A new survey suggests that – in the tech industry at least – consumers are looking increasingly to see what their peers think, rather than the professionals. In fact, 77% of consumers said they favored peer reviews, versus 23% favoring professional critiques. In a niche that could once have been considered specialist, the huge wealth of public experience is being tapped. Consumers don’t just want to know what the experts think. Instead, they feel it’s as important, if not more so, to know how users like them rate a product.
The survey concluded that Amazon is by far the most trusted retailer for tech products. Even so, only 39% of those surveyed said Amazon had their ‘complete trust.’ Fake reviews are a huge concern. A staggering 80% worried about some aspect of review authenticity, from fake positive or negative reviews, to mistrust where a product has solely positive or negative write ups. Even despite that, “Almost every consumer (95%) reports gaining confidence in a purchase decision because of consumer reviews,” and 74% consulted reviews before making a decision.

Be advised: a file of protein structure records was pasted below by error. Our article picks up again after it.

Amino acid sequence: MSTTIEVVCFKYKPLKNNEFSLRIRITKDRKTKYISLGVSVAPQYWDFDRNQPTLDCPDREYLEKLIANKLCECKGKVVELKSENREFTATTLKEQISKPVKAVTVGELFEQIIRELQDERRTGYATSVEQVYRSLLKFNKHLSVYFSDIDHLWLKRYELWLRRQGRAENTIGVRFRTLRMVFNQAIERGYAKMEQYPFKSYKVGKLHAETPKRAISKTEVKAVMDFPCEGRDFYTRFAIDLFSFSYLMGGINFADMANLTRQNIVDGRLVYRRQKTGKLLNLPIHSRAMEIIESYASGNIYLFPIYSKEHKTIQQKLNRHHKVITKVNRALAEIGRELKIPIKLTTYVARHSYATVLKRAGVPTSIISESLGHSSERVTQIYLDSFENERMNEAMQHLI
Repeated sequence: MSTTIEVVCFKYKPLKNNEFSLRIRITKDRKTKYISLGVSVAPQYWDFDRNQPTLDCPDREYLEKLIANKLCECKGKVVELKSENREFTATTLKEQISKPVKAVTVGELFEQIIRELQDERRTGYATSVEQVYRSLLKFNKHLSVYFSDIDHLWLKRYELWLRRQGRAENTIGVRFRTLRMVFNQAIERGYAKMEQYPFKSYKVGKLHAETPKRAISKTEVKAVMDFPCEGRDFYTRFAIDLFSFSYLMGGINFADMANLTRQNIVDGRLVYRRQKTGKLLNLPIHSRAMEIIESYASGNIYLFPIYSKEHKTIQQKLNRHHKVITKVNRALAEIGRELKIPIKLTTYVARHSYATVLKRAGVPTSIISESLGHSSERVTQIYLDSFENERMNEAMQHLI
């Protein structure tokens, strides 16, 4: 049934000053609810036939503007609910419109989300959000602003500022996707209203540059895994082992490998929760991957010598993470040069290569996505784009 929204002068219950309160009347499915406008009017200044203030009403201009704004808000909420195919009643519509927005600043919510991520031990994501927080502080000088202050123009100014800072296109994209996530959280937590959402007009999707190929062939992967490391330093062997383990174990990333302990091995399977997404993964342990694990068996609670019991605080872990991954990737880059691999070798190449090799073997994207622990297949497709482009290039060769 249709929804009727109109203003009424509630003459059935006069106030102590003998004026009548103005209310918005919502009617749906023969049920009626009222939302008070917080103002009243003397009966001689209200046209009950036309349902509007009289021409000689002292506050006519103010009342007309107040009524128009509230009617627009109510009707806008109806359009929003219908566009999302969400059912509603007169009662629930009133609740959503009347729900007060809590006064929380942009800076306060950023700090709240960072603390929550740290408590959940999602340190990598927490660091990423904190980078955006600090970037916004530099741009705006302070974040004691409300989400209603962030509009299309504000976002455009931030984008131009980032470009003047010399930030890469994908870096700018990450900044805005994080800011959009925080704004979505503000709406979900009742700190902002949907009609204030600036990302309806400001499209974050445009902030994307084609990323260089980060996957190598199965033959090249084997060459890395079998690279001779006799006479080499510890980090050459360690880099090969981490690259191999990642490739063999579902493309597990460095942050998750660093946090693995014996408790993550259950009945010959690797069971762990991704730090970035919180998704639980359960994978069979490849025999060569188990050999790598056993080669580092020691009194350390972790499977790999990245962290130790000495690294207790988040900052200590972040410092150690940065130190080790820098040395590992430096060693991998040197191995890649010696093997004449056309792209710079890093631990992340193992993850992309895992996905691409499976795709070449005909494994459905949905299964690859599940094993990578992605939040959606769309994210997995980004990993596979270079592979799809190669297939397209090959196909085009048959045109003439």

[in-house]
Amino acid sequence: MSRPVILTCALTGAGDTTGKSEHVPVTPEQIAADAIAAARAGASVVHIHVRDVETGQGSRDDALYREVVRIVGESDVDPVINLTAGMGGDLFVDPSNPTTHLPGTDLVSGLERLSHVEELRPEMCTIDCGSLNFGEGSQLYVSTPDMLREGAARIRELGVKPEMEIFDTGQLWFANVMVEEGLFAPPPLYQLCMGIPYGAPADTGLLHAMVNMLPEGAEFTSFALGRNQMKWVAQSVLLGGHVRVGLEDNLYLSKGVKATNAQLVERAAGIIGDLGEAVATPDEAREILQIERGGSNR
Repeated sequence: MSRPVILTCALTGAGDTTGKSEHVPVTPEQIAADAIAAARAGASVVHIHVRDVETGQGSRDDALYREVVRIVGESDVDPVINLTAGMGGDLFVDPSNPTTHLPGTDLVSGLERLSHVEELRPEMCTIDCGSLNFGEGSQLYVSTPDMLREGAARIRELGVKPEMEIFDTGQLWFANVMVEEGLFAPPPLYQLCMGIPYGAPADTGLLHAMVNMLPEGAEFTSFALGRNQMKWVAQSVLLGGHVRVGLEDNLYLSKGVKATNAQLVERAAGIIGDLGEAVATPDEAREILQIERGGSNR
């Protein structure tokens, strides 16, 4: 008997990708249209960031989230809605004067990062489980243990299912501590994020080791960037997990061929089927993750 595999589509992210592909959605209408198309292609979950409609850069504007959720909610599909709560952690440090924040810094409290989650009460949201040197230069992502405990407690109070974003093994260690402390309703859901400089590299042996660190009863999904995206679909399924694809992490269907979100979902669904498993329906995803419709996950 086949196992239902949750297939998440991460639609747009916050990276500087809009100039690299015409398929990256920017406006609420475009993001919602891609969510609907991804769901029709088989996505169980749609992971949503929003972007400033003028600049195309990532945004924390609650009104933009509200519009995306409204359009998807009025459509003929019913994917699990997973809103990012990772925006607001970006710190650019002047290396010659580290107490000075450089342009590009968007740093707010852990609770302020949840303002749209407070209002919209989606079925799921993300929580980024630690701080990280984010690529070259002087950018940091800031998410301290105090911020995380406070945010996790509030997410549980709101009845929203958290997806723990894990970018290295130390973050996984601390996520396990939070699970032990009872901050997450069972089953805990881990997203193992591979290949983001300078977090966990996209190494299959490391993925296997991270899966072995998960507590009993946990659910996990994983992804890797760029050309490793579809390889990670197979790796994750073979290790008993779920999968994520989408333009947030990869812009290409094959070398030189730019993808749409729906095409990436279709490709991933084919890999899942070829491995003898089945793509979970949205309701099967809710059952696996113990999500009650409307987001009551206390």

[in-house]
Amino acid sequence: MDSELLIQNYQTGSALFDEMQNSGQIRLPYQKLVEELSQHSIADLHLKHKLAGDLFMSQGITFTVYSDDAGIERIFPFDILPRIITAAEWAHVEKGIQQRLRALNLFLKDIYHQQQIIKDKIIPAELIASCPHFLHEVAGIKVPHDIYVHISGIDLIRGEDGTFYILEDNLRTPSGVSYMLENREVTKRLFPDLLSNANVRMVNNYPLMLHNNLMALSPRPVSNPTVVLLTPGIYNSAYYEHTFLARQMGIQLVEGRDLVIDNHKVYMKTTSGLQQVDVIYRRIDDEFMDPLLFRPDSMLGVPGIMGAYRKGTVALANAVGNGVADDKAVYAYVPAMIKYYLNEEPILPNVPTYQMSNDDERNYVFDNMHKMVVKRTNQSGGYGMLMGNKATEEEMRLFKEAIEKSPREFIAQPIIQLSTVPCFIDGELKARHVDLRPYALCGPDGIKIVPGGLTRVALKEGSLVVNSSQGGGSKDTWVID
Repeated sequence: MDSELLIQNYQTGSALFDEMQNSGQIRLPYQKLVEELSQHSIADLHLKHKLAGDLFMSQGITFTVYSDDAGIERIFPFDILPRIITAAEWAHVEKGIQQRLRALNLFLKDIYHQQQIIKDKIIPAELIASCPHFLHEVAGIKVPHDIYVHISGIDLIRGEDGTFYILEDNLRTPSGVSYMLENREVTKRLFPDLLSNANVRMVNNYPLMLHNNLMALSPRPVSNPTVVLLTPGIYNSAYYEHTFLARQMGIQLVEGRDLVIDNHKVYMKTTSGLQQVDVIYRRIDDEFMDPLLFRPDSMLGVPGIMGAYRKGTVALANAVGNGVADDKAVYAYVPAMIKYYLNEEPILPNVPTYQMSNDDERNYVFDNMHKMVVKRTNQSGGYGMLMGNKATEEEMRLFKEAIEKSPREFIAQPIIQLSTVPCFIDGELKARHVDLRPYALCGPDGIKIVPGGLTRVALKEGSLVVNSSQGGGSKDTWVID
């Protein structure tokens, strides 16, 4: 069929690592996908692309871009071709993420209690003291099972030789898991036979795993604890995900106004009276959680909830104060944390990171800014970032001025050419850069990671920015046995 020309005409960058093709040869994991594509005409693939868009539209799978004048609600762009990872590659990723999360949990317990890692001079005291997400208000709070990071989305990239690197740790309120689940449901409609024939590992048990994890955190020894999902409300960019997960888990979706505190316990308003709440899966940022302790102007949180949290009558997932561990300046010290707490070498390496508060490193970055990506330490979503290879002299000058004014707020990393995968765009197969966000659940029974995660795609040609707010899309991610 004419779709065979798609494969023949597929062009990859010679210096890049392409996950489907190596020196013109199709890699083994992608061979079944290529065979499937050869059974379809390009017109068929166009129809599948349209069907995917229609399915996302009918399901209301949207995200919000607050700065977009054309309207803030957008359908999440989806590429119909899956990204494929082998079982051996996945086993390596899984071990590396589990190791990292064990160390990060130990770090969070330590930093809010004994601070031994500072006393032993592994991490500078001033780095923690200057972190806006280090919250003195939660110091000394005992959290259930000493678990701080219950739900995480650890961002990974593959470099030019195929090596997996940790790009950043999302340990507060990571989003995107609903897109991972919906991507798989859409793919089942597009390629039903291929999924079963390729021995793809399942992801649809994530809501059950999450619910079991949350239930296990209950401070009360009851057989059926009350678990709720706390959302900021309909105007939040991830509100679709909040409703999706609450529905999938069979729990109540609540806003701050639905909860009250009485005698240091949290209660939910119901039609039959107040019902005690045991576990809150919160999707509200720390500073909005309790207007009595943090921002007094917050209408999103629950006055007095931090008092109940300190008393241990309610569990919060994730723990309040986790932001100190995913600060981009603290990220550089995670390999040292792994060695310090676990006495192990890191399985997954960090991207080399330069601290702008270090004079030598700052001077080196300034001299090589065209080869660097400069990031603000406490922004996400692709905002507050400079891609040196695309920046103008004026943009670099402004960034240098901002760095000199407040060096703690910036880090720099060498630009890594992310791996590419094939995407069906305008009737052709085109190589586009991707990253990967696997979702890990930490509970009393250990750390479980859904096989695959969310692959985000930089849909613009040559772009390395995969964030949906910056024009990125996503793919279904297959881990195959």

In terms of what buyers are looking for in a review, the most common factors are:
– A fair and reasonable write up
– The use of a reviewer’s real name
– A well-written piece
– The use of facts or particulars
Buyers reported feeling less trust when a reviewer fails to use their real name. Reviews that read like marketing messages are also considered suspect.
As an author, I know the value of reviews and books have long been accessible to the wider public. Books are so readily discussed both online and face-to-face that consumer reviews vastly outweigh professional ones. That being said, there is clearly merit in both, but as a reader, does a recommendation from your closest friend sway you more than a lengthy write up from a literary critic?
One thing is clear: as much as peer reviews are highly valued, there is a case for openness and honesty at every turn. A glowing or damning review of a product may feel satisfying to write, but without coherence, fairness, and transparency, the message may fail to reach the intended targets.
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Weber Shandwick/KRC Research: Buy It, Try It, Rate It: Study of Consumer Electronics Purchase Decisions In the Engagement Era